Is making airline passengers with the cheapest tickets board last a step too far?

Angus Kidman 23 November 2017 NEWS


British Airways is about to make life tougher for bargain travellers.

Latest trap to watch out for if you're a perennial seeker of cheap airline fares (like me): British Airways is introducing a new approach that penalises passengers with cheaper tickets.

From December 12, BA flights within Europe will be assigned a group number between 1 and 5, which determines when you board. Group 5, the last to board, will be assigned to the cheapest tickets, which on BA is often passengers who have opted for a hand luggage-only ticket. In practice, that means if you can't fit that hand luggage under your seat, you'll struggle to find overhead space for it.

Despite firing up much outrage on Twitter, it's hardly a new approach. US airlines, for instance, have long grouped passengers prior to boarding. While much of that grouping relates to where you're sitting (planes with a single entrance fill faster if you board the back rows first), high tier frequent flyers have always been allowed to board ahead of everyone else. That's also the case on local premium carriers Qantas and Virgin.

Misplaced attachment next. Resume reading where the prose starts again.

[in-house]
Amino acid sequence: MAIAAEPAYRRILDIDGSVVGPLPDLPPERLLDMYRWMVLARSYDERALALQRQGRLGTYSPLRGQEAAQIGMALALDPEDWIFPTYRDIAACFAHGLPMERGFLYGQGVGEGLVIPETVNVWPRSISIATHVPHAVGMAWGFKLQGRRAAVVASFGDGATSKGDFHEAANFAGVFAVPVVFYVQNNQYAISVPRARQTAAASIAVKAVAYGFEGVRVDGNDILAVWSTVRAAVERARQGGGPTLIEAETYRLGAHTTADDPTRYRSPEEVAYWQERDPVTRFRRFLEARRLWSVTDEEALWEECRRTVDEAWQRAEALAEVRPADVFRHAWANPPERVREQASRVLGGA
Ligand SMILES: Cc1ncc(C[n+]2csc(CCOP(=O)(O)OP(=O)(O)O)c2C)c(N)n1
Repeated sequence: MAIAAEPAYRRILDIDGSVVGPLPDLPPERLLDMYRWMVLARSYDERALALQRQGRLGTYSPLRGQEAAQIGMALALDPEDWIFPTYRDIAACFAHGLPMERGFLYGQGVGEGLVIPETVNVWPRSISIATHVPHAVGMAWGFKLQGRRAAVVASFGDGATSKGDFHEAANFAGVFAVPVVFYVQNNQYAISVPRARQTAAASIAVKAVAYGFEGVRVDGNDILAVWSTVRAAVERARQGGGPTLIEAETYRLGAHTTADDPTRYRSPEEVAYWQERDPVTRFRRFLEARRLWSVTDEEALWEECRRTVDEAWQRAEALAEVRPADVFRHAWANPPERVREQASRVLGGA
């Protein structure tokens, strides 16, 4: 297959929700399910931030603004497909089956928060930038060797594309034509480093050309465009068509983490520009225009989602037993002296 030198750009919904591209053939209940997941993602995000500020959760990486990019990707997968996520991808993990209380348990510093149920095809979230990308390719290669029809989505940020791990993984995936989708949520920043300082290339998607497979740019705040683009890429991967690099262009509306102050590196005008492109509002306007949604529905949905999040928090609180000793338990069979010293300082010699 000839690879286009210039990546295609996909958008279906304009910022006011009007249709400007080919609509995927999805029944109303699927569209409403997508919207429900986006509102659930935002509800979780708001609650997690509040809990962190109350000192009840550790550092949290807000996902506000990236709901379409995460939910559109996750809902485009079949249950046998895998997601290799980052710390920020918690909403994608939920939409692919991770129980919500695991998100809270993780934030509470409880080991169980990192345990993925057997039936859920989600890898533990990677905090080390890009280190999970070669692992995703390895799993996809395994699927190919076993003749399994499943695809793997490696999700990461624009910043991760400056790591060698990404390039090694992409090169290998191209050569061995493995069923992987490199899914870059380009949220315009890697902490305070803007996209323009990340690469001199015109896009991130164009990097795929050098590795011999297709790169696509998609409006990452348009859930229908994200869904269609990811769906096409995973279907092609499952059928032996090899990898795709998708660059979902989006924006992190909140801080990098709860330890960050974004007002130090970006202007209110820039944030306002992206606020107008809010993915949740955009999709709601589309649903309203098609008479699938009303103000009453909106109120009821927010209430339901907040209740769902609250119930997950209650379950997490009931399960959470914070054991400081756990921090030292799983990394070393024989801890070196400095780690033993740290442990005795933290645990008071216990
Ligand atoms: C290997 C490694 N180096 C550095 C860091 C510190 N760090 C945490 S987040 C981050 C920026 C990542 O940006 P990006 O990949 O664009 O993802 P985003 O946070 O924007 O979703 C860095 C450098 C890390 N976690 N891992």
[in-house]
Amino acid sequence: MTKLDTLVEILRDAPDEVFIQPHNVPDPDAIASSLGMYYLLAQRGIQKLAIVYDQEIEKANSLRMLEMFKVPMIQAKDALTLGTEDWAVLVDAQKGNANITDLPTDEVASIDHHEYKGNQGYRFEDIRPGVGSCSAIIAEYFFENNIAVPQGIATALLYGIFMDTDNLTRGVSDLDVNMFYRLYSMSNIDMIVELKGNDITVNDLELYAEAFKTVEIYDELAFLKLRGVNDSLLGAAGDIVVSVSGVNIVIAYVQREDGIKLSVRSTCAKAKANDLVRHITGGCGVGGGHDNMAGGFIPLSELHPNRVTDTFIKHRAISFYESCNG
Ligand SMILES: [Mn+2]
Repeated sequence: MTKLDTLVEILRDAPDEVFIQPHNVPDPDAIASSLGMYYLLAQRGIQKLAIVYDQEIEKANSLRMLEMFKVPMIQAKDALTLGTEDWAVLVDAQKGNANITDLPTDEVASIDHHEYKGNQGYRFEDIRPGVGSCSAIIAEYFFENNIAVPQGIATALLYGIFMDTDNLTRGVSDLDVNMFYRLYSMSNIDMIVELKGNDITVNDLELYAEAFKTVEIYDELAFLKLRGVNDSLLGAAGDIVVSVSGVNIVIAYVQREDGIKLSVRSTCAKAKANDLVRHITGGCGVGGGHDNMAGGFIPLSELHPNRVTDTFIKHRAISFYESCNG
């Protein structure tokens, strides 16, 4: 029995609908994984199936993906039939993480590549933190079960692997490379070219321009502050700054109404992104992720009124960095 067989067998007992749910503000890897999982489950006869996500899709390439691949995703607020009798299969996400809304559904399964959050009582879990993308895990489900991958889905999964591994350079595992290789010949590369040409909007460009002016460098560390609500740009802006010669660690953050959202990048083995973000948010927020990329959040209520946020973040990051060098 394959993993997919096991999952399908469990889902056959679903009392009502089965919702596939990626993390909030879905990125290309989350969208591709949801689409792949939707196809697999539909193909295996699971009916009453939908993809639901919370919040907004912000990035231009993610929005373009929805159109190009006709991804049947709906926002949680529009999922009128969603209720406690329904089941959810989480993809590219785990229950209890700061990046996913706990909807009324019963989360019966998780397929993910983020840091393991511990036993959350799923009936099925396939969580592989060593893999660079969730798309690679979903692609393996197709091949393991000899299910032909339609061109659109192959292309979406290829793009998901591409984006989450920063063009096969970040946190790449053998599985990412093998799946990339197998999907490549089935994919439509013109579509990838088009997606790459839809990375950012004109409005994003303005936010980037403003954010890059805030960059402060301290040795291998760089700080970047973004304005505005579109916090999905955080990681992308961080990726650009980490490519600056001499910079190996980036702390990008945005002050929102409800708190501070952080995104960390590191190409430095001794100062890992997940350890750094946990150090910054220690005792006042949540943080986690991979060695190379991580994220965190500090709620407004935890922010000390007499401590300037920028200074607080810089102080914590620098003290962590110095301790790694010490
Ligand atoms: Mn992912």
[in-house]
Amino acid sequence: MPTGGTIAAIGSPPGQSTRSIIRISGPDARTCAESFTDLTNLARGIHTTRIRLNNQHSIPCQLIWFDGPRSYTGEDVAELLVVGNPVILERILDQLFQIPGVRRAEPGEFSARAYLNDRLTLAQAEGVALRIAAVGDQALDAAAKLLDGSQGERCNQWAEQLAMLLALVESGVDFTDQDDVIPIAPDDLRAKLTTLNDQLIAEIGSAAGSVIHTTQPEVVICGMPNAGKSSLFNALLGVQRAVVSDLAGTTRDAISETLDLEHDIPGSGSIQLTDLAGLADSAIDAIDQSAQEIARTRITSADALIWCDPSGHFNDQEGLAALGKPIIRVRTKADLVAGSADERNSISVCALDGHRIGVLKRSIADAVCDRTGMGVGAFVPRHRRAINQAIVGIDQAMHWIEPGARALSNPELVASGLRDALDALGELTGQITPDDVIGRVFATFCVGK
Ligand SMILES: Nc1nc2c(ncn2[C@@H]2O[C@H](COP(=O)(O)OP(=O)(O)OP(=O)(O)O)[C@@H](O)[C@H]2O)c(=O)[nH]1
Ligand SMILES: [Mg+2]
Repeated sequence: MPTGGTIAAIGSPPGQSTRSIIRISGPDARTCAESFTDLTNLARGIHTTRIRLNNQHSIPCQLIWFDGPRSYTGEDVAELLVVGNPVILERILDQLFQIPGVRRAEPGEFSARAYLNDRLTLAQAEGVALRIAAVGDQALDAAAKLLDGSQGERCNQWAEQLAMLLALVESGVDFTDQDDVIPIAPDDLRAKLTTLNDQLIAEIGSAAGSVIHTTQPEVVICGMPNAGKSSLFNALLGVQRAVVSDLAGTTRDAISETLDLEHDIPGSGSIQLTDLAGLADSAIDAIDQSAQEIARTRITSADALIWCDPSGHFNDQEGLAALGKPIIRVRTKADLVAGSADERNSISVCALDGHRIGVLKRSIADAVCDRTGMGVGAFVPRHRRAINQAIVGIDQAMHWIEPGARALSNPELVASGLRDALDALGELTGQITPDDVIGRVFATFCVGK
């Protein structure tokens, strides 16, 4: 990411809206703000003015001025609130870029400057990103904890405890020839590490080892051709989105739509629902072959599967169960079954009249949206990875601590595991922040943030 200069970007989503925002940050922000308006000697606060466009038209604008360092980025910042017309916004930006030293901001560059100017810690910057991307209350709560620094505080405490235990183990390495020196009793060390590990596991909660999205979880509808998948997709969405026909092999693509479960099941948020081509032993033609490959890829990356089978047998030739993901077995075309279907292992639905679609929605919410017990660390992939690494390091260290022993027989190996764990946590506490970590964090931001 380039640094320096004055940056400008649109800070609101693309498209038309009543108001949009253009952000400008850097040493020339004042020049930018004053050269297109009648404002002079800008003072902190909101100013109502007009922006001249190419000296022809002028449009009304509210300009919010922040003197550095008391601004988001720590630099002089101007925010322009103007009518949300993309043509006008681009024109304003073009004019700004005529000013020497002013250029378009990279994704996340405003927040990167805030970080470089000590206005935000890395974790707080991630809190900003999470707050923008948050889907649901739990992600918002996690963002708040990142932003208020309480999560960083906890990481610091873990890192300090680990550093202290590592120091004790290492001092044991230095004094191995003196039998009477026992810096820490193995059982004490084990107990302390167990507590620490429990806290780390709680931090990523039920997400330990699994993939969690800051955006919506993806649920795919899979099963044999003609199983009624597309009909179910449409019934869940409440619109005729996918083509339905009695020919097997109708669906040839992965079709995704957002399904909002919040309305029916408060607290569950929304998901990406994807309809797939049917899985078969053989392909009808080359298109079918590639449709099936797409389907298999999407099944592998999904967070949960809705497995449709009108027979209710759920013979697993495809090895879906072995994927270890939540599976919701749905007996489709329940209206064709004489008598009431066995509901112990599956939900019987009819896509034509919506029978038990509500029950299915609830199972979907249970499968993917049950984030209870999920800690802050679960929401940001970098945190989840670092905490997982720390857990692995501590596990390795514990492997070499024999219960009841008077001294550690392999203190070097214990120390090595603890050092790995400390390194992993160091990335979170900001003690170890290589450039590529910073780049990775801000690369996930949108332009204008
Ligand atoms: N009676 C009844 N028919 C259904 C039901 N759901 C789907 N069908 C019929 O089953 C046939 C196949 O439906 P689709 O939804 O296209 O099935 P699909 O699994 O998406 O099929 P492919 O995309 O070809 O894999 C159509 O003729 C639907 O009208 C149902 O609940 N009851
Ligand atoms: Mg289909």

There are plenty of other variations on this approach already in the market. Many no-frills carriers let you pay extra to be amongst the first to board. Tigerair's Queue Jump springs to mind, and I'll admit to often coughing up the $3 for that one. Paying to board first can be particularly helpful with an airline like Ryanair that doesn't assign seating: first on means the widest choice of seats.

It's also standard practice to offer more points if you buy a more expensive fare. Again, that makes sense: the airline rewarding passengers who've spent more.

Airlines are free to set boarding policies, and passengers need to learn to adapt. As I noted earlier this week, if you know you're not supposed to have more than 7kg of hand luggage, there's no excuse for being shocked when it's weighed.

For all that, British Airways has long promoted itself as a full-service airline, not a cheapskate crammer. Getting a less-than-full-service offering does feel a little off, even on the cheapest fares. But that's the reality of flying in a highly competitive market.

Angus Kidman's Findings column looks at new developments and research that help you save money, make wise decisions and enjoy your life more. It appears regularly on

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